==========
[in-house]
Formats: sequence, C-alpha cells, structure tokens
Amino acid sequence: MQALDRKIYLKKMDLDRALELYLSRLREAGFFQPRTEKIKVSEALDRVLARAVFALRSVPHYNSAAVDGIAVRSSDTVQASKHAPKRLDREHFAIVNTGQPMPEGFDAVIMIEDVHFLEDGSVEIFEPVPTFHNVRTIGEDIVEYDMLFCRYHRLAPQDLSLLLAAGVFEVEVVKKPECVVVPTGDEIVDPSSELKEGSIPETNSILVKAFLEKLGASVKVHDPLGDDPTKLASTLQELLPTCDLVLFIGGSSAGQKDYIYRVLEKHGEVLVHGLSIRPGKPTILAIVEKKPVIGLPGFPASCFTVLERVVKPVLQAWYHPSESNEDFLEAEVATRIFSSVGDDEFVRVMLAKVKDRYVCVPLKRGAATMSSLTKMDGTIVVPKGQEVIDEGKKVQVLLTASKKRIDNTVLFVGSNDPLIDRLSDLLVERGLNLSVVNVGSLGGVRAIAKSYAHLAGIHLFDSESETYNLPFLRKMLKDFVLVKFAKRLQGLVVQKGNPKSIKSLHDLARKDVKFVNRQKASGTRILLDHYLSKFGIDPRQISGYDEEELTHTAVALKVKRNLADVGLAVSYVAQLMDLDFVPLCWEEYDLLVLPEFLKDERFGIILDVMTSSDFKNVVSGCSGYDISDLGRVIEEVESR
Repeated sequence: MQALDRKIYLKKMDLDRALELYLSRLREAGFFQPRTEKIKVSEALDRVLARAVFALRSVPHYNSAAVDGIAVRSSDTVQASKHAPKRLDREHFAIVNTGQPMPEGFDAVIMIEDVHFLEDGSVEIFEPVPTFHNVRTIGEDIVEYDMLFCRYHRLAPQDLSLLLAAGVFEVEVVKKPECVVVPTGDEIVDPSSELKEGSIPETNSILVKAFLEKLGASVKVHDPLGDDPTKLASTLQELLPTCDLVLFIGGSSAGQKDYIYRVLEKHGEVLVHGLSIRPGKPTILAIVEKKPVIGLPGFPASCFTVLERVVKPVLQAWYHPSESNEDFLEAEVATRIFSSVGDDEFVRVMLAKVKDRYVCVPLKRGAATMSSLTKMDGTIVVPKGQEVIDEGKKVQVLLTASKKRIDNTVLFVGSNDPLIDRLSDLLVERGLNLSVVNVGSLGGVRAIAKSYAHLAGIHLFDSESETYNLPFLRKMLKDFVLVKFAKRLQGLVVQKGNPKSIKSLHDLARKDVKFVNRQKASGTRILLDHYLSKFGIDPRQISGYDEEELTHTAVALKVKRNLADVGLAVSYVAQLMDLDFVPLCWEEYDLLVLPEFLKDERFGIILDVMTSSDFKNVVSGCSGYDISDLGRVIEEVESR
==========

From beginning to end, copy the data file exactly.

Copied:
[in-house]
Formats: sequence, C-alpha cells, structure tokens
Amino acid sequence: MQALDRKIYLKKMDLDRALELYLSRLREAGFFQPRTEKIKVSEALDRVLARAVFALRSVPHYNSAAVDGIAVRSSDTVQASKHAPKRLDREHFAIVNTGQPMPEGFDAVIMIEDVHFLEDGSVEIFEPVPTFHNVRTIGEDIVEYDMLFCRYHRLAPQDLSLLLAAGVFEVEVVKKPECVVVPTGDEIVDPSSELKEGSIPETNSILVKAFLEKLGASVKVHDPLGDDPTKLASTLQELLPTCDLVLFIGGSSAGQKDYIYRVLEKHGEVLVHGLSIRPGKPTILAIVEKKPVIGLPGFPASCFTVLERVVKPVLQAWYHPSESNEDFLEAEVATRIFSSVGDDEFVRVMLAKVKDRYVCVPLKRGAATMSSLTKMDGTIVVPKGQEVIDEGKKVQVLLTASKKRIDNTVLFVGSNDPLIDRLSDLLVERGLNLSVVNVGSLGGVRAIAKSYAHLAGIHLFDSESETYNLPFLRKMLKDFVLVKFAKRLQGLVVQKGNPKSIKSLHDLARKDVKFVNRQKASGTRILLDHYLSKFGIDPRQISGYDEEELTHTAVALKVKRNLADVGLAVSYVAQLMDLDFVPLCWEEYDLLVLPEFLKDERFGIILDVMTSSDFKNVVSGCSGYDISDLGRVIEEVESR
Repeated sequence: MQALDRKIYLKKMDLDRALELYLSRLREAGFFQPRTEKIKVSEALDRVLARAVFALRSVPHYNSAAVDGIAVRSSDTVQASKHAPKRLDREHFAIVNTGQPMPEGFDAVIMIEDVHFLEDGSVEIFEPVPTFHNVRTIGEDIVEYDMLFCRYHRLAPQDLSLLLAAGVFEVEVVKKPECVVVPTGDEIVDPSSELKEGSIPETNSILVKAFLEKLGASVKVHDPLGDDPTKLASTLQELLPTCDLVLFIGGSSAGQKDYIYRVLEKHGEVLVHGLSIRPGKPTILAIVEKKPVIGLPGFPASCFTVLERVVKPVLQAWYHPSESNEDFLEAEVATRIFSSVGDDEFVRVMLAKVKDRYVCVPLKRGAATMSSLTKMDGTIVVPKGQEVIDEGKKVQVLLTASKKRIDNTVLFVGSNDPLIDRLSDLLVERGLNLSVVNVGSLGGVRAIAKSYAHLAGIHLFDSESETYNLPFLRKMLKDFVLVKFAKRLQGLVVQKGNPKSIKSLHDLARKDVKFVNRQKASGTRILLDHYLSKFGIDPRQISGYDEEELTHTAVALKVKRNLADVGLAVSYVAQLMDLDFVPLCWEEYDLLVLPEFLKDERFGIILDVMTSSDFKNVVSGCSGYDISDLGRVIEEVESR